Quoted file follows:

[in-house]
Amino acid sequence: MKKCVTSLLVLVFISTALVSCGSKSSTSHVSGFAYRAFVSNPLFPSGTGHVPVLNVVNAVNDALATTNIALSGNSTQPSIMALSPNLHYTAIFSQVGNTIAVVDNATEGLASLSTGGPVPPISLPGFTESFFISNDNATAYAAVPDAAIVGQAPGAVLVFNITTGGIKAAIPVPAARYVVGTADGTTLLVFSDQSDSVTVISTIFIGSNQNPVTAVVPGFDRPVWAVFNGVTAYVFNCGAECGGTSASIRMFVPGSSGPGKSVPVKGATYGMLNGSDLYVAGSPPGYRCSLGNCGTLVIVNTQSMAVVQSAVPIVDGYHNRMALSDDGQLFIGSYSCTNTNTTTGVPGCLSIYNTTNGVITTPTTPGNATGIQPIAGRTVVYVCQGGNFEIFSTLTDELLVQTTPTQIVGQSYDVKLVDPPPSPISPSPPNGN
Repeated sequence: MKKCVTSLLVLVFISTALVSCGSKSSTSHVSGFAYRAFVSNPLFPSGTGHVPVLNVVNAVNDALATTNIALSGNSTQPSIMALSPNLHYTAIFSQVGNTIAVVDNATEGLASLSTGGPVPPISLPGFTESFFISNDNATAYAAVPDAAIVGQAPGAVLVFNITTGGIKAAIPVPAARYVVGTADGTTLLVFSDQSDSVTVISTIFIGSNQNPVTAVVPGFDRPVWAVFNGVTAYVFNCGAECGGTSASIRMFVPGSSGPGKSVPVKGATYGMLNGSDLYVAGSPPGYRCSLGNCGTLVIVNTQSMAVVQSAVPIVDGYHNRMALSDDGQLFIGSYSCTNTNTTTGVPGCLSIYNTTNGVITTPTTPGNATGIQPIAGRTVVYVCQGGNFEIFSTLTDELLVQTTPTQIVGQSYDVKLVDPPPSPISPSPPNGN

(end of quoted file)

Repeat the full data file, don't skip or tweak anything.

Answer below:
[in-house]
Amino acid sequence: MKKCVTSLLVLVFISTALVSCGSKSSTSHVSGFAYRAFVSNPLFPSGTGHVPVLNVVNAVNDALATTNIALSGNSTQPSIMALSPNLHYTAIFSQVGNTIAVVDNATEGLASLSTGGPVPPISLPGFTESFFISNDNATAYAAVPDAAIVGQAPGAVLVFNITTGGIKAAIPVPAARYVVGTADGTTLLVFSDQSDSVTVISTIFIGSNQNPVTAVVPGFDRPVWAVFNGVTAYVFNCGAECGGTSASIRMFVPGSSGPGKSVPVKGATYGMLNGSDLYVAGSPPGYRCSLGNCGTLVIVNTQSMAVVQSAVPIVDGYHNRMALSDDGQLFIGSYSCTNTNTTTGVPGCLSIYNTTNGVITTPTTPGNATGIQPIAGRTVVYVCQGGNFEIFSTLTDELLVQTTPTQIVGQSYDVKLVDPPPSPISPSPPNGN
Repeated sequence: MKKCVTSLLVLVFISTALVSCGSKSSTSHVSGFAYRAFVSNPLFPSGTGHVPVLNVVNAVNDALATTNIALSGNSTQPSIMALSPNLHYTAIFSQVGNTIAVVDNATEGLASLSTGGPVPPISLPGFTESFFISNDNATAYAAVPDAAIVGQAPGAVLVFNITTGGIKAAIPVPAARYVVGTADGTTLLVFSDQSDSVTVISTIFIGSNQNPVTAVVPGFDRPVWAVFNGVTAYVFNCGAECGGTSASIRMFVPGSSGPGKSVPVKGATYGMLNGSDLYVAGSPPGYRCSLGNCGTLVIVNTQSMAVVQSAVPIVDGYHNRMALSDDGQLFIGSYSCTNTNTTTGVPGCLSIYNTTNGVITTPTTPGNATGIQPIAGRTVVYVCQGGNFEIFSTLTDELLVQTTPTQIVGQSYDVKLVDPPPSPISPSPPNGN